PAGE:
Don’s pet name for his wife is Birdy- which highlights the metaphor at the heart of Shoot. For Betty, trapped in a suburban birdcage, the opportunity to break out and swoop back to a lost life as a Manhattan model is too good to turn down. But what Betty doesn’t realise- sadly, given the extent to which she has been defined by her marriage- is that the offer to be a Grace Kelly-type for a new Coca-Cola advert is actually a ruse by Jim Hobart at McCann Erickson to try to hire her husband.
We see, via some wonderful acting from January Jones, the hurt that this process causes Betty, who talks with pride about her former life, even showing off a dress made for her by an Italian designer in the days when she had to wrestle with her mother over her lifestyle. So when Betty gets the Coke ad we see her bloom in happiness. This is who she is, not an Ossining housewife. Even Don seems happy for her- until he realises that Betty has been a pawn.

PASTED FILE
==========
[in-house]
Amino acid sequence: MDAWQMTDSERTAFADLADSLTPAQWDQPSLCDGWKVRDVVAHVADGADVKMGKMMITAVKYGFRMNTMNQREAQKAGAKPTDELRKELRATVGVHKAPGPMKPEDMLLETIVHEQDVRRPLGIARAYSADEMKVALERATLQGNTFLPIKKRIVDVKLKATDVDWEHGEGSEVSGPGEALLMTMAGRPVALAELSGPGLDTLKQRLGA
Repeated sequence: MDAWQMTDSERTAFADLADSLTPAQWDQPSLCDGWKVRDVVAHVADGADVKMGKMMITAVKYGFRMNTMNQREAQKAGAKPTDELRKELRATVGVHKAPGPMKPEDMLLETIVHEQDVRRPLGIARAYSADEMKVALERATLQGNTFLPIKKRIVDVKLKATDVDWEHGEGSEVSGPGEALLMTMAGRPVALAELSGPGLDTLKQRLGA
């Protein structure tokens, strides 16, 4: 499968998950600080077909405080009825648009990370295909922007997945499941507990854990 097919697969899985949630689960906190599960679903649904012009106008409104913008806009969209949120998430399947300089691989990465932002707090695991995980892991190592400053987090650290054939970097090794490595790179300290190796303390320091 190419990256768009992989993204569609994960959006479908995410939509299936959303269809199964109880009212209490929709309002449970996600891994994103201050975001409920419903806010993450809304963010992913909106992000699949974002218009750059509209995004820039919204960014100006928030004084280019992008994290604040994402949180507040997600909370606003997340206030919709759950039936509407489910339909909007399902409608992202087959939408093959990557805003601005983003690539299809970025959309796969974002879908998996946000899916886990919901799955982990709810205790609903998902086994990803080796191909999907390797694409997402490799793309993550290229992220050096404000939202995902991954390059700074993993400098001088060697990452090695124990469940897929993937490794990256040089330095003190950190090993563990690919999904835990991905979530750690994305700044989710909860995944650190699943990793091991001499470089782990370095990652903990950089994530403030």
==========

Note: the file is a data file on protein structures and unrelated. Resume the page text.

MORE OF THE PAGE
After a brief flutter, she ends up back in her coop, taking the kids to watch the swimming pool be filled; any suggestion that she’s fine with the situation are erased in perhaps THE iconic Mad Men scene where, with a Keef Richards-style fag hanging out of her mouth, Betty takes a rifle to Mr. Beresford’s birds. If she can’t fly, why on earth should they?